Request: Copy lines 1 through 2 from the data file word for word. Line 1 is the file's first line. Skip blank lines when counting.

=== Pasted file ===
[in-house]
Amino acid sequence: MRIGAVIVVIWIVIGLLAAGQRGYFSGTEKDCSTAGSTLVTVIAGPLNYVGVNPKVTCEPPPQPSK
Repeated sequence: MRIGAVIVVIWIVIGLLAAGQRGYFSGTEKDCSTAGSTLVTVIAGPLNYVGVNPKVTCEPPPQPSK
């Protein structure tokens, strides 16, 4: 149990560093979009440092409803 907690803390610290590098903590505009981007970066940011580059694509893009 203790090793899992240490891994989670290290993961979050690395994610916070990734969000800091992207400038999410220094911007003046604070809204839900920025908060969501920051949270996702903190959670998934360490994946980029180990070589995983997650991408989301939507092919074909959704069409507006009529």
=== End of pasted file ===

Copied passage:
[in-house]
Amino acid sequence: MRIGAVIVVIWIVIGLLAAGQRGYFSGTEKDCSTAGSTLVTVIAGPLNYVGVNPKVTCEPPPQPSK